Review by Derrick Carter

Running Time: 1 hour 22 minutes

MPAA Rating: Not Rated

Mermaids poster

Directed by: Sid Bennett

Written by: Charlie Foley, Vaibhav Bhatt & Sid Bennett

Starring: Sean Cameron Michael, Andre Wiedeman, Candice D’Arcy & David Soul

In October 1938, Orson Welles performed H.G. Wells’s WAR OF THE WORLDS on the radio. His broadcast was taken as fact by many who were gullible enough to buy into the fantastical story being spun to them. This audio program naturally inspired mass panic in dumbasses who couldn’t separate fact from fiction. In 2012, it seems that Animal Planet had run briefly dry of reality shows about rednecks hunting non-existent monsters and cat therapists with way too much time on their hands, so they took the Orson Welles route by making a fake documentary about MERMAIDS. Instead of being upfront with their mockumentary approach in an effort for good old-fashioned entertainment (like they embraced for a documentary about dragons), the network instead decided to do their damndest to sell this TV film as fact. Naturally, many gullible folks (far too many for comfort) bought into MERMAIDS being real and were pissed off when the documentary was revealed as an obvious sham.

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This faux documentary focuses on scientists investigating a strange creature that washed up on shore after a sonar weapon experiment. Teenagers manage to capture footage of a similar creature on a different beach and another mysterious video surfaces of an obscure finned animal kept in a tank. A group of naturally discredited scientists (played by actors all of whom you can find on IMDB) perform an autopsy on the body of the creature and find that it might, in fact, be a mermaid. They reveal why our the government might be hiding the existence of mermaids as well as the much-maligned aquatic ape theory, and we are also given supposed audio communication between mermaids.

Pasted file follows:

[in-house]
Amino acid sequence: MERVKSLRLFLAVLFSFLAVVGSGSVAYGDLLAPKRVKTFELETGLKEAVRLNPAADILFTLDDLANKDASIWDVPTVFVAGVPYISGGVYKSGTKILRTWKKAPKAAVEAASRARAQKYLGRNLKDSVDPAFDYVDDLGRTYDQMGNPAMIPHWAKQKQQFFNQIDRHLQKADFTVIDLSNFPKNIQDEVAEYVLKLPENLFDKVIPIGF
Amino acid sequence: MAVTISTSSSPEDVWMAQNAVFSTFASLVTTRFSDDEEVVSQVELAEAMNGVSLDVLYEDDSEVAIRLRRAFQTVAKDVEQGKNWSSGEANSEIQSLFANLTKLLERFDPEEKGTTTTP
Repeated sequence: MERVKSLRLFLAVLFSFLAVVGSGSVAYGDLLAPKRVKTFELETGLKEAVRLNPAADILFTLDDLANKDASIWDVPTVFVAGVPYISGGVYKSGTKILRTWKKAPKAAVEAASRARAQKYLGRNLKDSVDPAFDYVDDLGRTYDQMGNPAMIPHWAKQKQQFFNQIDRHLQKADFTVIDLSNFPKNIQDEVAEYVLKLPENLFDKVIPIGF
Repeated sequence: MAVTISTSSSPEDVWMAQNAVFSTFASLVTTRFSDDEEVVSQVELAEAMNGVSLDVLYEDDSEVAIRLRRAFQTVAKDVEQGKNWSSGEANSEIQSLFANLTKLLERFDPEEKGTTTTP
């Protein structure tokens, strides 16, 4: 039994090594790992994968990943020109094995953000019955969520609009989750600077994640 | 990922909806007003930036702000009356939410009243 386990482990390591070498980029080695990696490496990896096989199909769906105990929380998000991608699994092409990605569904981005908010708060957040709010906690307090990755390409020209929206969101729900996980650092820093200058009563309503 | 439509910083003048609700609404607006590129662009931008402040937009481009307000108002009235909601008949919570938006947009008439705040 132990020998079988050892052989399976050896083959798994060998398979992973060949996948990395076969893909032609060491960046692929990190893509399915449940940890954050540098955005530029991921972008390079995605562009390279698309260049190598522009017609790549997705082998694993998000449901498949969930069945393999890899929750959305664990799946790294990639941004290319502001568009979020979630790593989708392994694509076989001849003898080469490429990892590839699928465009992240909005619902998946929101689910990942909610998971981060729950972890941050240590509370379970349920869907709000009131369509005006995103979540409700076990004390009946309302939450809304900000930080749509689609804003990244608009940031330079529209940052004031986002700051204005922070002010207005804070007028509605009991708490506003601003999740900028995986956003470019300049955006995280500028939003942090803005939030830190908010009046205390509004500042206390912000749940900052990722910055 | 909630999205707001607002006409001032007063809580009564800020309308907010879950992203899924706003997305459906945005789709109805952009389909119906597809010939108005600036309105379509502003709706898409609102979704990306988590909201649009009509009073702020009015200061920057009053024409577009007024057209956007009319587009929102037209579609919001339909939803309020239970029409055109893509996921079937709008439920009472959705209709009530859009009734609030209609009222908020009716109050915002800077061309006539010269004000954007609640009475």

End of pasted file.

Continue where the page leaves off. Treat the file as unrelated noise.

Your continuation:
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Not surprisingly, MERMAIDS caused much of an outcry and online ridicule after its initial airing. I distinctly remember reading a sarcastic article about it that made me chuckle quite a bit. THE BODY FOUND became Animal Planet’s second-highest viewed special since a Steve Irwin tribute. Despite the much-maligned response, the network even had the balls to produce a shameless hour-long follow-up special that aired in 2013. I began watching MERMAIDS with hopes that it might be an entertaining approach to a mythical creature in the same way that the first two seasons of Animal Planet’s LOST TAPES were quick and campy horror fun. However, MERMAIDS tries so hard to sell itself as a legit documentary that it forgets to have any fun along the way. This all results in a tedious experience that doesn’t feel as fun as it should be and is laughably bad in how it fooled certain people. Imagine how CLOVERFIELD might have felt if the characters kept breaking the chaos by looking into the camera and saying “This is real. It’s all real! Totally real and not just a movie made for your entertainment!” That’s exactly how watching MERMAIDS feels.


The technical aspects of this film are also pretty bad. Instead of focusing entirely on the mermaids, BODY FOUND spends way too much time on conspiracy theories as to why the government would be hiding mermaids. The performance of main scientist Paul Robertson by TV regular Andre Weiderman is stunted. Much like the documentary, Weiderman seems to be trying way to hard to seem authentic and not enough on having fun with the fantastical material being presented as fact. The production values are extremely cheap with silly-looking CGI renderings presenting various scenes of Mermaids at work (having a baby, hunting fish, migrating with whales, and facing off against a giant shark). Majestic music being placed over these moments (including one tune that you’ve heard used in many movie trailers) makes everything come off as unintentionally hilarious.

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To make matters somehow even worse, MERMAIDS resorts to showing the same clips of “footage” over and over in an effort to merely fill time. We see one scene about four times total (two of which cut off before the pay-off that we all know is coming) and the mysterious tank video three times (two being placed back-to-back). This technique feels really cheap. While THE LAST DRAGON (Animal Planet’s dragon documentary) garnered a fanbase, MERMAIDS: THE BODY FOUND feels far too gimmicky and forced to have that many fans. The only moment of actual creativity comes in presenting “evidence” that humans are related to mermaids through various clips of different cultures and activities. It’s a shining glimmer of inspiration in an otherwise dull mockumentary. Do I believe that strange creatures unknown to man exist in the ocean? Absolutely, but that’s not the real point here. Is MERMAIDS: THE BODY FOUND entertaining, compelling or the least bit fun? Not at all. Just skip it and stick to Disney’s LITTLE MERMAID instead.

Grade: D-

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